- October 2010-Present: PhD student, University of East Anglia and Institue of Zoology. The Evolution of biodiversity in the ants.
- March 2009-April 2010: Curatorial assistant, Lepidoptera section, Natural History Museum, London.
- October 2008-March 2009: Data capture assistant, South African Butterfly Conservation Assessment.
- September 2003-May 2009: MBiolSci, University of Sheffield.
The major transitions in evolution  represent ubiquitous events where cooperating units become sufficiently integrated to be considered single entities in their own right. The evolution of increasing complexity after cooperation has evolved has been termed social group transformation. Understanding the process of social group transformation is crucial to understanding the major transitions that have characterised evolution.
I am investigating this process by using phylogenetic comparative methods to examine the macroevolutionary patterns of social traits in the ants. Eusocial insects are thought to be a group currently undergoing "social group transformation", and the ants are the most speciose and ecologically successful of the eusocial insects. My key interests are the role of colony size in the evolution of increasingly complex division of labour systems, and the effects of social traits on patterns of diversification.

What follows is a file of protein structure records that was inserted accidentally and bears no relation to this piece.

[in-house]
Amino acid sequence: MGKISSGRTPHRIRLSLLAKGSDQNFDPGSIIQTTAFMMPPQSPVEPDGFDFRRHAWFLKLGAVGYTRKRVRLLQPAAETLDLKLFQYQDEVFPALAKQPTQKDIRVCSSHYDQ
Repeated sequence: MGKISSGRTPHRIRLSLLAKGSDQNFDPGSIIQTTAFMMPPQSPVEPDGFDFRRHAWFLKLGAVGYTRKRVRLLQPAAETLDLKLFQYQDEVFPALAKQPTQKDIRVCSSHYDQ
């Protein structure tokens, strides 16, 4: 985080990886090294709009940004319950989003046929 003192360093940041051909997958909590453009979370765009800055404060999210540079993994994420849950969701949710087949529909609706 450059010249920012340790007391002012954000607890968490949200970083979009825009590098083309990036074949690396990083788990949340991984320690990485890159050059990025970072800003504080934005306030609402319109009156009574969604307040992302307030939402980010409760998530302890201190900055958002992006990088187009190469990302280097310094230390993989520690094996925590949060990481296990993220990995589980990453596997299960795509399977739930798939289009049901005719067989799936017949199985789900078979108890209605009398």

I am co-supervised by Prof. Andrew Bourke at the University of East Anglia (UEA) and Dr. Seirian Sumner at the University of Bristol.
 Maynard-Smith J., Szathmary E. 1995 The major transitions in evolution, OUP Oxford.